Would I have the courage to speak up?

The #MeToo moment continues. Instead of proceeding in a way that vindicates the countless individuals who have been sexually abused, raped, assaulted, and violated, we have found ourselves wading in mud passed our knees, submerging our beings at a standstill. Our hands can still clutch at our devices so we send out cries for help over social media, begging the rest of the world to wake up and see the raw, ugly reality that we have endured — pardon me — endure amid threats of violence, accusations of lying, and questions about our moral compass.

Would I be as brave as the Anita Hills or the Dr. Christine Blasey Fords of this world? Electing to bare my soul, exposing my very essence because I could not allow someone who took power from me to ascend to levels even more powerful?

Blood boiling.

It started off so innocently. A small crush on the barista at my favorite coffee shop over the summer after high school. Encouragement from friends and some unexpected bravery resulted in an exchange of telephone numbers. A time and a place to go out soon followed.

The events of the early evening are more fuzzy. We went to a movie. He did not seek my consent as he violated me in the movie theater. He pulled over in my middle school parking lot. He did not ask my consent to my body.

He told me that he was a youth leader in his church. Someday, he wanted to be a pastor.

I remember the fear. Moments of absolute paralysis. He kept repeating himself, murmuring garbage into my ear as I squirmed underneath his weight, knowing this was not how my first experience with sex would be. Why wasn’t he listening?

It seems crude now. “Let me feel your warmth.” I laughed about it later. But I wasn’t laughing that night. I said no. I said no. I said no.

Boys being boys.

Was this my fault? I was (am) a human being who craves affection, love, touch.

But I wanted those to be my choice, not his. And he didn’t allow me to make it.

Maybe he’s a youth pastor now. Would there be a list of character witnesses lined up to defend his honor? How could I prove what happened 15 years ago? There’s no physical evidence. I can’t remember if I told friends or not. I was supposed to be better than that. I was supposed to fall for men who were kind, caring, and respectful.

The bravery I have seen from my closest friends and beloved strangers is inspiring and gut-wrenching. This isn’t my only story. That moment didn’t define my self-worth or value.

But, it did remind me that I’m a survivor. And I’m not alone. The more people listen, the more people wake up, perhaps there’s hope we’ll finally get unstuck and back on the path to a different future

 

 

Things I Don’t Understand – Elevators

I’m not curious about how they function or lack understanding of their purpose [though I do have a slight fear of being stuck in one, hence one of the reasons I opt for the stairs 99% of the time — AND GOTTA GET THOSE STEPS].

No, it’s us, the people who ride them, and our bizarre culturally-conditioned behavior once inside one. While waiting for our elevator to arrive, we may be carrying on a fantastic conversation, all jovial. Then, the doors open, we step inside, and it’s like we’ve entered the chamber of our death.

Silence. Staring blankly at what often is a reflective surface. Are you looking at yourself? Or are you checking out who the person standing shoulder to shoulder with you?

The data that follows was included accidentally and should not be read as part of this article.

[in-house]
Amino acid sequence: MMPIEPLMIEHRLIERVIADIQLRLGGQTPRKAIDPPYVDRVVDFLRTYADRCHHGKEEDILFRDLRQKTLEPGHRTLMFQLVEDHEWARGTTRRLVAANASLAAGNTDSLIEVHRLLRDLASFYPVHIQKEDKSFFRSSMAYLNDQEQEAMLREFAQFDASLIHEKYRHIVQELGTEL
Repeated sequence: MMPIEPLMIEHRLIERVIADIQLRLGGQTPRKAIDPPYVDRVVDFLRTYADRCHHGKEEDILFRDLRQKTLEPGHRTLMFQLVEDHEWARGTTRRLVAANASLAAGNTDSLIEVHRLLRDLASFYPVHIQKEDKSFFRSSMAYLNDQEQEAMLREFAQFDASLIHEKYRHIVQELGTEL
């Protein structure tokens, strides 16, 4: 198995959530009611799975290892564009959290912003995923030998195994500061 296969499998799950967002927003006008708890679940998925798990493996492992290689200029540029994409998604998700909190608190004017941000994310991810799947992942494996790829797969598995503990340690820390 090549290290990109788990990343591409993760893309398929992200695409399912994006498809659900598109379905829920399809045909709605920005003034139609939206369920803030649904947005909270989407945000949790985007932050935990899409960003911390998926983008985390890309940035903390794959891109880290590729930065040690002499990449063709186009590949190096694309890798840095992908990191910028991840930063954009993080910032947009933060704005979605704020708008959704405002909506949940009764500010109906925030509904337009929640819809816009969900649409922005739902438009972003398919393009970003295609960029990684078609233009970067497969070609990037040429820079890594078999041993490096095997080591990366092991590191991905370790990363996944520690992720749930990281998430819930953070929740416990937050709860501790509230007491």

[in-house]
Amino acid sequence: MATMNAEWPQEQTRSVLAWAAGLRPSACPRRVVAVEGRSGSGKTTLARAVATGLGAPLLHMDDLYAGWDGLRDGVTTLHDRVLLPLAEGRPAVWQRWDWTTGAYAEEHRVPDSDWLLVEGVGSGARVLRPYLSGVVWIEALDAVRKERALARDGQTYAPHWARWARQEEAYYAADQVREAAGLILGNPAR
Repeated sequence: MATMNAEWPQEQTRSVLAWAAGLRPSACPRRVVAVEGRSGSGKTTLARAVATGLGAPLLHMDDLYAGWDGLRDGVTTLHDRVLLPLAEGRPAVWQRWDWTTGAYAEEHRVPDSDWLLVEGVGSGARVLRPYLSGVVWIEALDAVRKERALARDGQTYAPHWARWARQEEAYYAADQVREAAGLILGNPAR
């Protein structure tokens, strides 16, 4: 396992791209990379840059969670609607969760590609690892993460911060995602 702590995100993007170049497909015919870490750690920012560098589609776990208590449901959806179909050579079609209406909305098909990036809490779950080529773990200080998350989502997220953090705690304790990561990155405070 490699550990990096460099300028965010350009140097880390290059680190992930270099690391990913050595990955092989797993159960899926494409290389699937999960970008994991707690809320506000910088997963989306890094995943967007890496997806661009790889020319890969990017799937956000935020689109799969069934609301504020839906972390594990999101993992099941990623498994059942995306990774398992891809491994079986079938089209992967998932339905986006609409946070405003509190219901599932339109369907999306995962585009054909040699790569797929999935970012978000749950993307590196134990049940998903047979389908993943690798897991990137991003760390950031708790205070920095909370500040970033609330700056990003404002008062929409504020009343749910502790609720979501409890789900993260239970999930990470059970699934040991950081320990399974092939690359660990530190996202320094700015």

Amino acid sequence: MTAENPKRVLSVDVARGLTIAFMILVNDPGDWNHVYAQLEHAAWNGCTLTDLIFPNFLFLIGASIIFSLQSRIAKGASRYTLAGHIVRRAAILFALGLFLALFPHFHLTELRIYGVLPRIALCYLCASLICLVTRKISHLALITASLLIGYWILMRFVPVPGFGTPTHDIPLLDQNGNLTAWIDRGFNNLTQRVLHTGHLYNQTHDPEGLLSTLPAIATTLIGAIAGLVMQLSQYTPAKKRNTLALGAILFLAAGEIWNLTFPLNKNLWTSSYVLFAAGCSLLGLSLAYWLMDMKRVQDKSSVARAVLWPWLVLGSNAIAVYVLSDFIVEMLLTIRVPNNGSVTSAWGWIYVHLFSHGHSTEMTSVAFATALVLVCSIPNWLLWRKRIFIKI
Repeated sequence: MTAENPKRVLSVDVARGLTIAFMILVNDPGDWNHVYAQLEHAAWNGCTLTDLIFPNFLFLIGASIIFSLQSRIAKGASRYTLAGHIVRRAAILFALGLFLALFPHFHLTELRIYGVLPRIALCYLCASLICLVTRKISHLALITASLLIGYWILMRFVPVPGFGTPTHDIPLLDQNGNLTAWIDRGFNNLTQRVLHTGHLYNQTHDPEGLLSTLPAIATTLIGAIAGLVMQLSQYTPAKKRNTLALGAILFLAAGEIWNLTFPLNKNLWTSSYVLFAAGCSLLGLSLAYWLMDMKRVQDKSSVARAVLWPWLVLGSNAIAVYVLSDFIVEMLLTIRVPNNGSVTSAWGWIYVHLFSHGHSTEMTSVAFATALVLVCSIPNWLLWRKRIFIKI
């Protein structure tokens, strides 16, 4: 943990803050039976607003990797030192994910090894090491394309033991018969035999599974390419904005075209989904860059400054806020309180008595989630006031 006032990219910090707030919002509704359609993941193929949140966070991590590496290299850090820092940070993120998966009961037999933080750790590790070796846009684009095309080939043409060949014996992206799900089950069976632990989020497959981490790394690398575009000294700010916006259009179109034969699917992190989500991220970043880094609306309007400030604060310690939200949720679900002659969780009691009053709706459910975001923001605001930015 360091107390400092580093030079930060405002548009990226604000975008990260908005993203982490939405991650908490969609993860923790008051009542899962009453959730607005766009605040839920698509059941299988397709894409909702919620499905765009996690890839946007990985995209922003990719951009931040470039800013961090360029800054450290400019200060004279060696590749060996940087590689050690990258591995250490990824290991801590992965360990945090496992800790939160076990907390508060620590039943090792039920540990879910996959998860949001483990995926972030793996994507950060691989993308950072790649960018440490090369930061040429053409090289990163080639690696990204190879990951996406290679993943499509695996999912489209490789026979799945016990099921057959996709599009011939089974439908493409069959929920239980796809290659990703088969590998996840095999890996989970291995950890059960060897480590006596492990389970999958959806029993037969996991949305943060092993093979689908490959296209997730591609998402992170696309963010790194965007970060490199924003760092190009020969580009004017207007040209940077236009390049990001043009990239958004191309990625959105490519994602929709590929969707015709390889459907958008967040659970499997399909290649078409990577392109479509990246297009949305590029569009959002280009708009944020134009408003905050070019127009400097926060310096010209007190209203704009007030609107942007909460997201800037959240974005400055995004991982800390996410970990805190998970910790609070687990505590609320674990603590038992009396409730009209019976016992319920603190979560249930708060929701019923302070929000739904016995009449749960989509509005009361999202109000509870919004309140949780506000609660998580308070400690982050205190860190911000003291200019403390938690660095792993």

Thank goodness for smart phones, am I right? The solution to abate the awkwardness of those 10 or 20 seconds of gravity-defying momentum. No signal? No problem. I am going to pretend to look busy on this here device until I hear the ding that indicates it is my turn to exit this failed social experiment.

Who decided that elevators equated isolationist policies? Why do we choose to not engage with the people riding up with us? Do we think it’s too short of a time to really get to know someone? Is it an inconvenience?

I can hear some of my introverted friends decry the “small talk” default situations like riding an elevator invite. Still, there’s something inside each of us that yearns for that acknowledgement. See me. Even a simply volley about the weather brings us back to the often forgotten reality that we are both of this world, in this world.

We just happened to be in this strange moving box together, at this present moment in time. What could happen if we broached the invisible divide?

Who knows what could transpire in those seconds. A new friendship? A future romantic interlude? An awkward exchange with one hand over our mouth to mask the 20 cloves of garlic in our lunch.

Today, I got in an elevator (28 floors seemed ambitious, especially when running late) and intentionally turned my shoulders to the center of the elevator.

Yes, I was that person. Feel my energy, other elevator riders. I see you. We don’t have to talk. It’s okay. But we can share in the silence together.

The sounds of idealism

Young and hopeful,

Dissecting public policy decisions on a Sunday train trip.

‘We know solutions’, their conversation exudes.

Buzzwords aplenty: Medicaid, Medicare,

Space X.

The privilege of Amtrak: Time to berate funding priorities for public goods on public transit.

I sit amused and reflective.

How many of these moments have I initiated or participated in?

Gucci. Versaci.

Did he mean to rhyme during his tirade against the fashion moguls, whose designer shades continue to cast long shadows on the inhumane practices their corporate values gloss over?

If we took action on a fraction that frustrates us about the world we live in,

What would the world we live in look like?

Will these two young people be the catalysts?

I look over my left shoulder: both are now on their phones. Conversation paused.

Redirected to the distraction of now.

And so it goes. The sounds of idealism succumb to our soundtrack of life.

Easy.

Breezy.

Beautiful.

Right?